• Grindal worms
  • Newly hatched brine shrimp
  • Finely ground freeze-dried krill
  • Frozen cyclops


Celestial pearl danio breeding

Celestial pearl danios are one of the easiest fish to breed. Once the fish are sexually mature, at three or four months of age, males and females try to breed daily.

Set up a breeding tank with Java moss or a spawning mop, aged water, aquatic plants, and an air-powered sponge filter. Add a male and female pair, or a male and a few females to the breeding tank.

When the female is ready to spawn, it develops a dark spot near the caudal fin. After the female lays her eggs, remove the adult fish from the breeding tank.

The eggs hatch in two to four days. Feed the fry micro foods for a week and then introduce newly-hatched brine shrimp.

Should You Get a Celestial Pearl Danio for Your Aquarium?

The celestial pearl danio, with its galaxy-patterned body and red fins, is an easy and beautiful addition to aquariums.

A celestial pearl danio is a good addition to a community tank where other small and peaceful fish species thrive. However, these fish aren’t a good addition if the tank already has a large or aggressive fish population.

Celestial Pearl Danio FAQs

About Robert 468 Articles
Robert Woods is the creator of FishKeeping World, a third-generation fish keeper, and a graduate in animal welfare and behavior. He is also a proud member of the Association of Zoos and Aquariums, the Marine Aquarium Societies of North America, and the Nature Conservancy.


  1. Adonis Roberts says:

    I have 3 and just ordered 6 more. They are tiny and fun.

  2. B-Rad says:

    I bought the last 4 babies from a lfs and they quarantined well before adding in with some neon tetras. We’ve enjoyed them and I’m looking for to add more. Would like to find a site that has photos of the growth so I can better understand how old they were when purchased.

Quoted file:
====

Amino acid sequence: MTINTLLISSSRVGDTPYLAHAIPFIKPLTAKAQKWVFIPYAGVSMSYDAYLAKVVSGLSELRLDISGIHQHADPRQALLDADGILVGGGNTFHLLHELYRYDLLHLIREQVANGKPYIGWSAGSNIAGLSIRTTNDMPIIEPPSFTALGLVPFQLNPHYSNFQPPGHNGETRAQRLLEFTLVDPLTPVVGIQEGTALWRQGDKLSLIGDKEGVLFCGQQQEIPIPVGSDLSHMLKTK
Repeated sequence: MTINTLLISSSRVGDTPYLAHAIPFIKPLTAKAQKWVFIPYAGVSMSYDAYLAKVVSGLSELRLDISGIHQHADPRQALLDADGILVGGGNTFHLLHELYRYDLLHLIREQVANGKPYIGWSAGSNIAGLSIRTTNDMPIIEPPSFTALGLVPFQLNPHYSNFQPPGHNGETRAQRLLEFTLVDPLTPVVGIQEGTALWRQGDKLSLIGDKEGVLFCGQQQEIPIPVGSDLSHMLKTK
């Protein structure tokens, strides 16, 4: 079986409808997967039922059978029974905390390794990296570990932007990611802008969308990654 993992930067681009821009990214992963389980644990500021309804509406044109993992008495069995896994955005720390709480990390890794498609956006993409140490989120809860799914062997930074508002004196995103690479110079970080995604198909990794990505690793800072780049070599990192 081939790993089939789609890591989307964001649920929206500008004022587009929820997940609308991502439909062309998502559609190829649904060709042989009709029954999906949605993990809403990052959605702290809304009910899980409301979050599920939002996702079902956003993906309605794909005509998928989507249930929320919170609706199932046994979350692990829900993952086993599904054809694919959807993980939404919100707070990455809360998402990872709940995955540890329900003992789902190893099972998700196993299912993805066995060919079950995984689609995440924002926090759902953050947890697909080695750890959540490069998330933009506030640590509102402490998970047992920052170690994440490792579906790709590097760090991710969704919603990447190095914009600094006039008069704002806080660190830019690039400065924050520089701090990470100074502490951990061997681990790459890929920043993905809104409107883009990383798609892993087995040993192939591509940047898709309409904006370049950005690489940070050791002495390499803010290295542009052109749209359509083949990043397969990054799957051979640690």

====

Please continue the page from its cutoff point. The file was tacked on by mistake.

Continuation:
3. Andrew waggett says:

    Have 6 of these with guppies, tetras, discus and clown loaches. Fit in fine, discus leave them alone, no snacking. Great addition to the tank

  4. Ed says:

    Thank you for your articles!

    We have two groups of celestial danios. The first group of 9 are mostly greenish, with the males being more blue. The second group of 15 is darker overall, and the males are almost black. Striking difference in appearance, although exactly alike in every other way. Two different breeders, we guess. Both have fins more orange than red and both spawn almost daily, usually within an hour of turning the lights on in the morning.

    Due to the lower population density, the smaller group does best with actually completing spawning. The larger group contains so many males (6m/9f), they spend most of their time chasing each other off and the time it takes for one of them to finally pin one of the females is much longer and often interrupted. I think an ideal number is no more than about three males to about ten females. Only a small number of females are ripe at any given time and so as they rotate through, any males are concentrated on only the few ready females. As it is, we get plenty of spawning, but it’s a meelee…

    They are sporadically available here (Maryland) and you really should get them when they first arrive at the shop. I typically see them look good upon arrival, but they are tiny, probably 1/2″ long and very limited as to what they can eat. As time goes on, the remaining fish in the tank lose condition and are often very skinny after a couple weeks, like they cannot eat most whatever they are being given. I had been feeding our little ones chopped up blackworms and brine shrimp, and ‘First Bites’ powdered food. I had the dark batch about two weeks and when I went past their original tank in the store, I could see the remnants were half the size of ours and stunted-looking.